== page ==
A Time Encoding Machine is a real-time asynchronous mechanism for encoding amplitude information into a time sequence. Inspired by models of the neuron, we introduce a Time Encoding Machine that is invertible. We show how to build an inverse Time Decoding Machine that recovers the original signal loss-free. The Time Decoding Machine suggests an alternative "spike processing" paradigm for information processing that incorporates the best properties of analog processing (impulse response) and digital processing (constant amplitude). This shift of paradigm will potentially revolutionize the fields of information processing and computation.
Research papers published in the neuroscience literature will be the object of our in class as well as project study. In the first part of the semester you are expected to create some of the common underlying building blocks of models of hearing, vision and olfactory systems. In the second half you will build a spike processing architecture that realizes one of these models. The midterm paper will describe the architecture of the biological system that you will focus on. A final exam presentation will be a live demonstration of the performance and capabilities of your architecture.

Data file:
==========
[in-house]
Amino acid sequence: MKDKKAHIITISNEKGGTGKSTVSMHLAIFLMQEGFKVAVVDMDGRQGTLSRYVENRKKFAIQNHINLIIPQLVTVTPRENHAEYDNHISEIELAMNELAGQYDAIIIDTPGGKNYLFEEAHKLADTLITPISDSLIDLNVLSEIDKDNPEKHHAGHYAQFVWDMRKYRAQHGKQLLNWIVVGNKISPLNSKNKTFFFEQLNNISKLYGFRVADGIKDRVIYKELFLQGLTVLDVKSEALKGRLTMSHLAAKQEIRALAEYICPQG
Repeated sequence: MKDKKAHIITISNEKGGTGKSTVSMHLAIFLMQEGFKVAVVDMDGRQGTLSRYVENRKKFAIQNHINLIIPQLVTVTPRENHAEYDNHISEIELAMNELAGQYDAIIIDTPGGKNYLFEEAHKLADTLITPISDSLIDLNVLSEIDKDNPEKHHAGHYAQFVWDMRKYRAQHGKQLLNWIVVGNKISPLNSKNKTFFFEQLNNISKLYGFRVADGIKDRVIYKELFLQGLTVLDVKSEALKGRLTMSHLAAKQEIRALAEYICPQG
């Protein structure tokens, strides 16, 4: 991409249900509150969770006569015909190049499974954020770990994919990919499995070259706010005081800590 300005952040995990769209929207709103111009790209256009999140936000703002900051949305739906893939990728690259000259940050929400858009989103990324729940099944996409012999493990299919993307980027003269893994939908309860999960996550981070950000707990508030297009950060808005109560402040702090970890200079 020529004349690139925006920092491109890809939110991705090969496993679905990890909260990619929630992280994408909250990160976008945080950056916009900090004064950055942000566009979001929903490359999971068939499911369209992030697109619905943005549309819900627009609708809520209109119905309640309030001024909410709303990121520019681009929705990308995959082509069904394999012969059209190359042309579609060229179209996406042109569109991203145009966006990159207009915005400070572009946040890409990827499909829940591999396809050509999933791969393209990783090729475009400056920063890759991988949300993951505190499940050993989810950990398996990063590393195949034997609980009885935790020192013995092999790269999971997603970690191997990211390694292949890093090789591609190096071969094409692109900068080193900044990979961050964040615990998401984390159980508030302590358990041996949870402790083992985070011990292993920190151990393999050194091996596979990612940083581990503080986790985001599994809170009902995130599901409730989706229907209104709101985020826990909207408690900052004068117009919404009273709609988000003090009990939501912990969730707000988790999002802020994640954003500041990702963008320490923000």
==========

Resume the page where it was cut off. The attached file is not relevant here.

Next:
|Lecturer/Manager||Professor Aurel A. Lazar|
|Day and time:||Mondays and Wednesdays, 9:35 - 10:50 AM|
|Credits for course:||3 points|
|Prerequisites:||ELEN E4011 or ELEN E4810 or ELEN E6711 or the equivalent.|
|Description:||Time Encoding and Decoding Machines, Time Encoding and Perfect Recovery of Bandlimited Signals, Asynchronous Sigma-Delta modulators, Neuro-modulators, Non-Uniform Sampling, Wavelets and Frames, Models of Hearing, Models of Vision, Models of Olfactory Systems.|
|Required text(s):||research papers, sections of the reference texts.|
P. Dayan and L.F. Abbott, Theoretical Neuroscience,
The MIT Press, Cambridge, MA, 2001.|
S. Mallat, A Wavelet Tour of Signal Processing, Second edition, Academic Press, New York, 1998.
W. Gerstner and W. Kistler, Spiking Neuron Models Cambridge University Press, New York, NY, 2002.
F.M. Rieke, D. Warland, R. de Ruyter van Steveninck, W. Bialek, Spikes: Exploring the Neural Code, The MIT Press, Cambridge, MA, 1997.
G. Strang and T. Nguyen, Wavelets and Filter Banks, Wellesley-Cambridge Press, Wellesley, MA, 1997.
M. Vetterli and J. Kovacevic, Wavelets and Subband Coding, Prentice-Hall, Upper Saddle River, NJ, 1995.
H.R. Wilson, Spikes, Decisions and Actions, The Dynamical Foundations of Neuroscience, Oxford University Press, New York, 1999.
|Homework(s):||Reading research papers|
|Project(s):||2 projects using Matlab or Mathematica|
|Midterm exam:||Monday, March 10 (paper submission)|
|Final exam:||Friday, May 16, 2003, 9:00 AM - 12:00 PM (final project presentation).|
|Grading:||Projects 3/10, Midterm paper 1/5, final exam 1/2.|
|Software requirements:||Matlab or Mathematica|